Business

How the coronavirus is changing the way we shop and what we’re buying

  • Retailers were already under pressure prior to the pandemic, struggling to adapt to a growing online world and facing lower margins amid a plethora of competitors.
  • The Covid-19 outbreak has accelerated some of these trends.
  • However, as lockdowns start to lift, many consumers in Europe have returned to stores, with some people happy to wait for hours before being allowed inside.

The coronavirus pandemic is likely to change how and what consumers buy, forcing the retail industry to quickly innovate in a race that’s likely to squeeze smaller brands.

Retailers were already under pressure prior to the pandemic, struggling to adapt to a growing online world and facing lower margins amid a plethora of competitors. The Covid-19 outbreak has accelerated some of these trends, with more people shopping online and an inventory excess that’s likely to cut margins even further.

However, analysts are confident that the pandemic is not the end of Main Street.

“I am quite bullish on this,” Aneesha Sherman, senior analyst of European general retail at Bernstein, told CNBC last week.

“People like buying in store, even millennials and Gen Z who have all the apps on their phones, still like to shop in stores.” Researchers define millennials as those born between 1980 and the mid-1990s, while “Gen Z” or Generation Z refers to those born between the mid-1990s and early 2010s.

Several brands have recently announced store closures given the financial pressure from the virus. For instance, Inditex, the retail giant which owns Zara, announced earlier this month that it would close between 1,000 and 1,200 shops worldwide.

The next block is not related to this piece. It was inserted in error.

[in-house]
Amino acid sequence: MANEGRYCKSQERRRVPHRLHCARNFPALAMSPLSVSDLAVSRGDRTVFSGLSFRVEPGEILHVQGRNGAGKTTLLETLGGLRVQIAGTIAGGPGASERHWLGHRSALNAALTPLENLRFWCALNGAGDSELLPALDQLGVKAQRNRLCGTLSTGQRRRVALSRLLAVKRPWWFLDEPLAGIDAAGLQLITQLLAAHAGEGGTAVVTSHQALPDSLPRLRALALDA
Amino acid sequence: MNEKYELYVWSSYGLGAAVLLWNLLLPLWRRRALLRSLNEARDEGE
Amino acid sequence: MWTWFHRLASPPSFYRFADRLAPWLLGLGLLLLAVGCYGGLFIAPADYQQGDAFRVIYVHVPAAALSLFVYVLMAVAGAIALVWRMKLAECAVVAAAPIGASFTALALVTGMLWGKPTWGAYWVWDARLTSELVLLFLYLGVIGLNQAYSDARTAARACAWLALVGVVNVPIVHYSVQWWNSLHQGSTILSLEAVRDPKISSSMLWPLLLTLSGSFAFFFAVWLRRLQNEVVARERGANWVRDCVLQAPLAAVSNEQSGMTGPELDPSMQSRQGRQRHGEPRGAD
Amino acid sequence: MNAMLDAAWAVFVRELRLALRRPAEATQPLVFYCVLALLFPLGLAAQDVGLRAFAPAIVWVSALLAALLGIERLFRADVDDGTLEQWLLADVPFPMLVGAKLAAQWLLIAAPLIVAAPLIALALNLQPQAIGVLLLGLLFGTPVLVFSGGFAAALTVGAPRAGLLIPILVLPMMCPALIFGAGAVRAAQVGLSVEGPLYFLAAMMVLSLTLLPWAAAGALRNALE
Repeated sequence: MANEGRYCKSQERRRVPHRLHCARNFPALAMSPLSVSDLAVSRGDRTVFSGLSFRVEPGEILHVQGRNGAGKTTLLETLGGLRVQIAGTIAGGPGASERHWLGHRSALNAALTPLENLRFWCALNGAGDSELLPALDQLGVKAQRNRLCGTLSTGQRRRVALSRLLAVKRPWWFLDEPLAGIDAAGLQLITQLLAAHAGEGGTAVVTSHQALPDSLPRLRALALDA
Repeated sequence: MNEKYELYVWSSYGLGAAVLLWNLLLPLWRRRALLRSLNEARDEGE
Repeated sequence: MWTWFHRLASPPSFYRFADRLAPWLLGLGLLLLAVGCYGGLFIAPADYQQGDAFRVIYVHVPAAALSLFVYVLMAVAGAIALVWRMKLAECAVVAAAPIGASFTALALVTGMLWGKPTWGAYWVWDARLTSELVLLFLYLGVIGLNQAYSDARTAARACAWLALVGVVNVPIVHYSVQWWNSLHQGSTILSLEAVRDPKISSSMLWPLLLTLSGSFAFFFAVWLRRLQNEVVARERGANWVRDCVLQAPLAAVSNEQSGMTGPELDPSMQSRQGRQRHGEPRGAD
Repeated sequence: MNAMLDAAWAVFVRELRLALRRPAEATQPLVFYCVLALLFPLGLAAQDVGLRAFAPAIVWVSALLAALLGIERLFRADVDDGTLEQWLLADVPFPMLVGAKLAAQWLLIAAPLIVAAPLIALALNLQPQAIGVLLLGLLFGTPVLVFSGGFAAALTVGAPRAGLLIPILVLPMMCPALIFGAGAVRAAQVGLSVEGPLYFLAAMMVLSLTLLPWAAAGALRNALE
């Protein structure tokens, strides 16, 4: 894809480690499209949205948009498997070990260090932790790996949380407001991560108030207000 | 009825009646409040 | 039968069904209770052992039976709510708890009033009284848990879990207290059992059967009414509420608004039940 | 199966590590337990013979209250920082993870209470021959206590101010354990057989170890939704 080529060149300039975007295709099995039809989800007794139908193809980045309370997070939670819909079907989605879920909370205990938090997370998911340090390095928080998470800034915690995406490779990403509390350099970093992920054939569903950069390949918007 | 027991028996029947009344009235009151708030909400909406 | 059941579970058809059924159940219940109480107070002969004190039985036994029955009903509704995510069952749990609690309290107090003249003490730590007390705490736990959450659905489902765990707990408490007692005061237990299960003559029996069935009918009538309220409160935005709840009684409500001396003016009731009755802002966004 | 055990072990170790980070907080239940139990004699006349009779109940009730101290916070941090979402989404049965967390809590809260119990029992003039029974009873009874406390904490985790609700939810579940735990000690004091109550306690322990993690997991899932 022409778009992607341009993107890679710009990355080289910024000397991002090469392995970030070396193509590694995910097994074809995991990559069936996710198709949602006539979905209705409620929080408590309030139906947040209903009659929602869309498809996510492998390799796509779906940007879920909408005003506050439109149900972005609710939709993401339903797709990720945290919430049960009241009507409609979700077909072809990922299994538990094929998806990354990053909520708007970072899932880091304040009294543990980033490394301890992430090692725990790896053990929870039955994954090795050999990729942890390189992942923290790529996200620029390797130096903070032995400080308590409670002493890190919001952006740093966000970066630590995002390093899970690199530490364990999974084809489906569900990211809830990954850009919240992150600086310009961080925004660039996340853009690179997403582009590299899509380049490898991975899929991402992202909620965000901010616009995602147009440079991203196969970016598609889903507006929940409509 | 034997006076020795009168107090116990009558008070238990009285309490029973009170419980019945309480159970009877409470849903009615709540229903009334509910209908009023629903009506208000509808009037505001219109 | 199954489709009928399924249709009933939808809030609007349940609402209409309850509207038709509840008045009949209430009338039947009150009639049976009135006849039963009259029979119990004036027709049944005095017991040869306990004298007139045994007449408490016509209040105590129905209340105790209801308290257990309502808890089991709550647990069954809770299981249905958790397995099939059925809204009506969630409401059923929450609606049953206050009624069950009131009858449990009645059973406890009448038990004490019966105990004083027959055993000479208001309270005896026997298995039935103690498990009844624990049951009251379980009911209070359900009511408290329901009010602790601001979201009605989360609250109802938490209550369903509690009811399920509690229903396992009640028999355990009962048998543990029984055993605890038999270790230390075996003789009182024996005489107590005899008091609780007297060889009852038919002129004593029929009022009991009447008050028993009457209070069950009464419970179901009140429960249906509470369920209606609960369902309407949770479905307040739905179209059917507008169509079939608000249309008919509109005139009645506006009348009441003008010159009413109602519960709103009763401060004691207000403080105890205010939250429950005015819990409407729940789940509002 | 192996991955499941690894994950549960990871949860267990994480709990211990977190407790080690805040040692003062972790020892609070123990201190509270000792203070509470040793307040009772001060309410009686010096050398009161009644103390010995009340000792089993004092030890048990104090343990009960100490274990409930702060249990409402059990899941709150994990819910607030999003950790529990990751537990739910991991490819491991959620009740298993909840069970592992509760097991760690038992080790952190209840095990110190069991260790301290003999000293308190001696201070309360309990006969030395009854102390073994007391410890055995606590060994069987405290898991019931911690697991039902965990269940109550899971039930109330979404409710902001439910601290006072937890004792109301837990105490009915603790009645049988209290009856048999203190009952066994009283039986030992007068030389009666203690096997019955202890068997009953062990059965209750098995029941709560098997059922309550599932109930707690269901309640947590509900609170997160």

In addition, other retailers have fallen into administration as the virus exacerbated their liquidity problems. This has been the case for Oasis, Warehouse, Debenhams and Cath Kidston, to name some of the British names affected.

As lockdowns have started to lift, many consumers in Europe have returned to stores, with some people happy to line up for hours before being allowed inside.

“A lot of people want to get back to doing normal things,” Jat Sahi, retail consultant at Fujitsu, told CNBC. “Going into a store and going shopping could be a part of bringing that normality back.”

Though many European governments have now lifted some lockdown restrictions, challenges remain when it comes to vacations abroad, cultural events, and most people are still being encouraged to work from home.

It means shopping has become one of the few social options available and larger shopping centers could benefit from this.

“Malls and retail parks will do better because they are able to do social distancing. They are wide, open spaces, they have big passage ways, it doesn’t feel unsafe,” Bernstein’s Sherman said.

Source
cnbc

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